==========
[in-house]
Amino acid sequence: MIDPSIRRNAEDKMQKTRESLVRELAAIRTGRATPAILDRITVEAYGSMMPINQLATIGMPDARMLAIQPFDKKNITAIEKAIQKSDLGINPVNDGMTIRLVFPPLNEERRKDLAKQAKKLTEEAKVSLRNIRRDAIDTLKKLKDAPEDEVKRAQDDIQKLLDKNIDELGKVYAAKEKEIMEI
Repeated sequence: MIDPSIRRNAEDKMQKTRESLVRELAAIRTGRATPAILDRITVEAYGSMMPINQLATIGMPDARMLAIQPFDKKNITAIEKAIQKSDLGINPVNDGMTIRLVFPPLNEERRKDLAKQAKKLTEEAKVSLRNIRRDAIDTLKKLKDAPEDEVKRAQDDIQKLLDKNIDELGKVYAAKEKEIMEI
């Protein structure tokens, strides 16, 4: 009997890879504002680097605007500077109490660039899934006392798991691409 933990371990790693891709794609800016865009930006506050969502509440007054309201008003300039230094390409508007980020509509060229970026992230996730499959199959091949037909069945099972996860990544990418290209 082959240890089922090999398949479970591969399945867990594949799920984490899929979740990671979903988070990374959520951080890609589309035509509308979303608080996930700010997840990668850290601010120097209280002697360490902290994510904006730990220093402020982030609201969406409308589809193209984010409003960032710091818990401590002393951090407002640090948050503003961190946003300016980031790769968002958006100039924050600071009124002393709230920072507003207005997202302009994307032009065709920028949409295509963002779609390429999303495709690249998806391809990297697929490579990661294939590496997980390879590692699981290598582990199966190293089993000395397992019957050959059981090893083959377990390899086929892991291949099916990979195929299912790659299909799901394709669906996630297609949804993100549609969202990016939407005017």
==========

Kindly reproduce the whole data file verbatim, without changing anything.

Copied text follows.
[in-house]
Amino acid sequence: MIDPSIRRNAEDKMQKTRESLVRELAAIRTGRATPAILDRITVEAYGSMMPINQLATIGMPDARMLAIQPFDKKNITAIEKAIQKSDLGINPVNDGMTIRLVFPPLNEERRKDLAKQAKKLTEEAKVSLRNIRRDAIDTLKKLKDAPEDEVKRAQDDIQKLLDKNIDELGKVYAAKEKEIMEI
Repeated sequence: MIDPSIRRNAEDKMQKTRESLVRELAAIRTGRATPAILDRITVEAYGSMMPINQLATIGMPDARMLAIQPFDKKNITAIEKAIQKSDLGINPVNDGMTIRLVFPPLNEERRKDLAKQAKKLTEEAKVSLRNIRRDAIDTLKKLKDAPEDEVKRAQDDIQKLLDKNIDELGKVYAAKEKEIMEI
């Protein structure tokens, strides 16, 4: 009997890879504002680097605007500077109490660039899934006392798991691409 933990371990790693891709794609800016865009930006506050969502509440007054309201008003300039230094390409508007980020509509060229970026992230996730499959199959091949037909069945099972996860990544990418290209 082959240890089922090999398949479970591969399945867990594949799920984490899929979740990671979903988070990374959520951080890609589309035509509308979303608080996930700010997840990668850290601010120097209280002697360490902290994510904006730990220093402020982030609201969406409308589809193209984010409003960032710091818990401590002393951090407002640090948050503003961190946003300016980031790769968002958006100039924050600071009124002393709230920072507003207005997202302009994307032009065709920028949409295509963002779609390429999303495709690249998806391809990297697929490579990661294939590496997980390879590692699981290598582990199966190293089993000395397992019957050959059981090893083959377990390899086929892991291949099916990979195929299912790659299909799901394709669906996630297609949804993100549609969202990016939407005017």